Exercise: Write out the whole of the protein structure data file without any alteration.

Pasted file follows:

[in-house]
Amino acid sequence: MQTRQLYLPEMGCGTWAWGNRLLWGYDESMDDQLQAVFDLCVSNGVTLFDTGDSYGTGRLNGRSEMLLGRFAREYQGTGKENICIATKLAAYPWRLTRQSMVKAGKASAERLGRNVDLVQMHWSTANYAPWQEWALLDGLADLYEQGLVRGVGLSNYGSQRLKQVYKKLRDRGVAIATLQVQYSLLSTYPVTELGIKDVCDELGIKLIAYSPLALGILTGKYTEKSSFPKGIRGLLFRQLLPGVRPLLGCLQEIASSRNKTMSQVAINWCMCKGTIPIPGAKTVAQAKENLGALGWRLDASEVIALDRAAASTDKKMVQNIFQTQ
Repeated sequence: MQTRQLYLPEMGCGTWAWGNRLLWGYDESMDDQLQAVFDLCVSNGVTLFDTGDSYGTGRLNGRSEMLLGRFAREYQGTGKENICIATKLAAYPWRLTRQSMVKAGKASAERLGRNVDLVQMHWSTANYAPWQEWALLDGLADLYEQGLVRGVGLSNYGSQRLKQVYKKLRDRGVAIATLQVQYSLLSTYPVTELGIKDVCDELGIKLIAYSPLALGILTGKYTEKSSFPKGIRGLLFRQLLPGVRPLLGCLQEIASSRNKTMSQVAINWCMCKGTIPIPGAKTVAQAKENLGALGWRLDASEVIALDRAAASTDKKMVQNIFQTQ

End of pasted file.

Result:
[in-house]
Amino acid sequence: MQTRQLYLPEMGCGTWAWGNRLLWGYDESMDDQLQAVFDLCVSNGVTLFDTGDSYGTGRLNGRSEMLLGRFAREYQGTGKENICIATKLAAYPWRLTRQSMVKAGKASAERLGRNVDLVQMHWSTANYAPWQEWALLDGLADLYEQGLVRGVGLSNYGSQRLKQVYKKLRDRGVAIATLQVQYSLLSTYPVTELGIKDVCDELGIKLIAYSPLALGILTGKYTEKSSFPKGIRGLLFRQLLPGVRPLLGCLQEIASSRNKTMSQVAINWCMCKGTIPIPGAKTVAQAKENLGALGWRLDASEVIALDRAAASTDKKMVQNIFQTQ
Repeated sequence: MQTRQLYLPEMGCGTWAWGNRLLWGYDESMDDQLQAVFDLCVSNGVTLFDTGDSYGTGRLNGRSEMLLGRFAREYQGTGKENICIATKLAAYPWRLTRQSMVKAGKASAERLGRNVDLVQMHWSTANYAPWQEWALLDGLADLYEQGLVRGVGLSNYGSQRLKQVYKKLRDRGVAIATLQVQYSLLSTYPVTELGIKDVCDELGIKLIAYSPLALGILTGKYTEKSSFPKGIRGLLFRQLLPGVRPLLGCLQEIASSRNKTMSQVAINWCMCKGTIPIPGAKTVAQAKENLGALGWRLDASEVIALDRAAASTDKKMVQNIFQTQ